Back in April 2011, in a speech to the Institute of Chartered Accountants, then shadow treasurer Joe Hockey floated the idea trusts should be taxed in the same way as companies, at a rate of 30 per cent.
There was outrage among his colleagues, a large proportion of whom – 45 of 102 in the current parliament, I am told, though I haven’t counted myself – have trusts.
Reportedly, Hockey was the subject of a stern conversation with then Nationals leader Warren Truss. Two days later, he abandoned the idea, never to mention it again.
Trusts are the great tax avoidance tool and succession planning vehicle of rich families. Their purpose is simple: they serve to protect the assets of a family and hold them for future generations – which is why they are endemic among Nationals wanting to protect the family farm – and they allow income to be distributed among members of a family in such a way as to minimise tax.
Miranda Stewart explains further: “Say you have a trust with a couple of million in income. At the end of the year it is distributed – allocated and sometimes paid out – to as many members of the family as you want to. That reduces the tax bill, because each family member has a tax-free threshold and all the various incremental rates.”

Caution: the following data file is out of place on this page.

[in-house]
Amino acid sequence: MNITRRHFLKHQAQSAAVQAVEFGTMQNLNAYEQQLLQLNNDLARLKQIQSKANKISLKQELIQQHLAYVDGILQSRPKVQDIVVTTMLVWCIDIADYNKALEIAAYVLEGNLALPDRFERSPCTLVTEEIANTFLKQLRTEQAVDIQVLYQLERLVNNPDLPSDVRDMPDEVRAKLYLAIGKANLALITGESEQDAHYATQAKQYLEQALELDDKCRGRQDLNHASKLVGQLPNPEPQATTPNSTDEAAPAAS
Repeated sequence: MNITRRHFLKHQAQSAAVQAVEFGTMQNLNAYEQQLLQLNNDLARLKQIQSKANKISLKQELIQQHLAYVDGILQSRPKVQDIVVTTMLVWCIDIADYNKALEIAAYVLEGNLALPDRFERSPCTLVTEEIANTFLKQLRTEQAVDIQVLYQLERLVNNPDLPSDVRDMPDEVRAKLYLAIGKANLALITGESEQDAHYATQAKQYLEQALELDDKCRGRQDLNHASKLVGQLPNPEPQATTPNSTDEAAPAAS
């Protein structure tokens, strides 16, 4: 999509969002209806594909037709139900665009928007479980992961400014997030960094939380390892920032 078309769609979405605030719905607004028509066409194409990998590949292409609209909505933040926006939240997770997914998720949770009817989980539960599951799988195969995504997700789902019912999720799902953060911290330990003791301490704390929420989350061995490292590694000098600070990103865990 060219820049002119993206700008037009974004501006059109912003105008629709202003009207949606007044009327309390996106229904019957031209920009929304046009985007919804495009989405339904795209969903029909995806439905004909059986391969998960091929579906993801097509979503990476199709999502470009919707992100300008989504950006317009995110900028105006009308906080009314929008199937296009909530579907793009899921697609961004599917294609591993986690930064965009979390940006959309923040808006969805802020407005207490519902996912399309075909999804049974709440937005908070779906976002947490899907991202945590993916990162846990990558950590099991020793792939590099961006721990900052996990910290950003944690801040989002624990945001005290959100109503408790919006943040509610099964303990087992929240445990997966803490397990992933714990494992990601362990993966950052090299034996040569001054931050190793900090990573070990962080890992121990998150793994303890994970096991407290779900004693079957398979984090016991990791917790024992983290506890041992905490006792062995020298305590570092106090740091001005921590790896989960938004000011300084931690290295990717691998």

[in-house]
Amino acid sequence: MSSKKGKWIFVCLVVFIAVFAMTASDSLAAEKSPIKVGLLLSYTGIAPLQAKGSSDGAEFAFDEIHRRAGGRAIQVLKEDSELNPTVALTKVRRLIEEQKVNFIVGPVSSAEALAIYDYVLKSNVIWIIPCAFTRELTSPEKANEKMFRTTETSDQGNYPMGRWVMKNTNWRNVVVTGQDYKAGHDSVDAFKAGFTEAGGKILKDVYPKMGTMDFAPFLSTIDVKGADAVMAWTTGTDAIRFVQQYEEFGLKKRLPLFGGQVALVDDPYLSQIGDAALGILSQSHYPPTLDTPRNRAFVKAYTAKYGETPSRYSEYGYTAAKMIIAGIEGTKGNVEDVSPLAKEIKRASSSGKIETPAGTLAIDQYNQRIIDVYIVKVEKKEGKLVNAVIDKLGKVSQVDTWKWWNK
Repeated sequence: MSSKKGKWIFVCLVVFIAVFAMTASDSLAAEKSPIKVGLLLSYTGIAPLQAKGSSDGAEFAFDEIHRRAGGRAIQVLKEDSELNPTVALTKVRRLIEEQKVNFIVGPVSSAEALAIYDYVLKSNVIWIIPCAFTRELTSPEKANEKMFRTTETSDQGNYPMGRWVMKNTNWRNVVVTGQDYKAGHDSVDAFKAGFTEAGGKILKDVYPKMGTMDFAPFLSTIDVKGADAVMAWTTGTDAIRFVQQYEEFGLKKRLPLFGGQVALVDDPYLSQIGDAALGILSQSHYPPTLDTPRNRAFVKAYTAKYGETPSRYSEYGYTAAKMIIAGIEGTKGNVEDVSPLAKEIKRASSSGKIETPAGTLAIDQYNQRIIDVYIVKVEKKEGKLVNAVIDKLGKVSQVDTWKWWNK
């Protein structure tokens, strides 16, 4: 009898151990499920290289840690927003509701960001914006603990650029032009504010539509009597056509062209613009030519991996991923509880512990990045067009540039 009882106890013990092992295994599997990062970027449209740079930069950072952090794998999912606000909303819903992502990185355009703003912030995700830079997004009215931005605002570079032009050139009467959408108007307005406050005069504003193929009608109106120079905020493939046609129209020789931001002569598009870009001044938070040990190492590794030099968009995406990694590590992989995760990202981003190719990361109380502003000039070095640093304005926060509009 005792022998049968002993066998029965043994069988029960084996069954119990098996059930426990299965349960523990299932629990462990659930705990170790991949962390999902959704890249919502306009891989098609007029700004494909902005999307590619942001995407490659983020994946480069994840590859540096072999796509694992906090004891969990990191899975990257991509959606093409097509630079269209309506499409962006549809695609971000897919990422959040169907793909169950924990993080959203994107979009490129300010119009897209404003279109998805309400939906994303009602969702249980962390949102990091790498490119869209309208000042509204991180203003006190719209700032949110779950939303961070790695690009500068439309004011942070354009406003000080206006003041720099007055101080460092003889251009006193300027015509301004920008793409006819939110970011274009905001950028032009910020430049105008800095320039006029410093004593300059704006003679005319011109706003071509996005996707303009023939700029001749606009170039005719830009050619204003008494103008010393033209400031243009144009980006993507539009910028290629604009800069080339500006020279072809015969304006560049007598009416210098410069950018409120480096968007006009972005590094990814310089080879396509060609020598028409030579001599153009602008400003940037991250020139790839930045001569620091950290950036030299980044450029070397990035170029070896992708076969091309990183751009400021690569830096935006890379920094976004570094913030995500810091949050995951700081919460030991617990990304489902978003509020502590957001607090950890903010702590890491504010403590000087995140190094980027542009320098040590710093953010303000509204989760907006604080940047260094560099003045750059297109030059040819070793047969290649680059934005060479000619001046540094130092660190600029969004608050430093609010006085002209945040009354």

Any money that is not distributed, and is left in the trust, attracts tax at the top rate of 49 per cent.
For that reason, she says, there is almost always a company, as well as individuals, designated as a beneficiary.
“It is a separate taxpayer, and any residual amount left over goes into that bucket company, where it is taxed at the company rate of 30 per cent.”
Trusts are common to other countries, too, but there are aspects of their operation here that are peculiar to Australia. For instance, trusts can control other companies that actively trade and whose profits feed back to be distributed.
“Most countries do not allow businesses operated in trusts,” Stewart says. “In the United States, for example, if there was such an arrangement the business would be taxed as a company. In the UK, too.”
The rules here increase the prospect of great rorting.
“There might also be aggressive tax planning in their businesses, claiming very large deductions. It’s possible some of them, a small proportion, are actually evading, hiding money offshore,” Stewart says.
She agrees with Joe Hockey circa 2011. “We should be dealing with discretionary trusts. We could treat their income as we do for companies and tax it all at 30 per cent, which is still a lower rate than the top marginal rate.”
But she concedes that isn’t going to happen.
Just as it appears increasingly likely little is going to happen in the way of tax reform in the other areas that need fixing. Maybe a little tweak to superannuation. Likely nothing on negative gearing and capital gains tax.
We’ll see. It would be good for the country if Malcolm Turnbull proved the cynics wrong.
But, as Leona Helmsley said, little people pay their taxes. And conservative governments answer to the big people.
This article was first published in the print edition of The Saturday Paper on Mar 12, 2016 as "The rich people who pay no tax".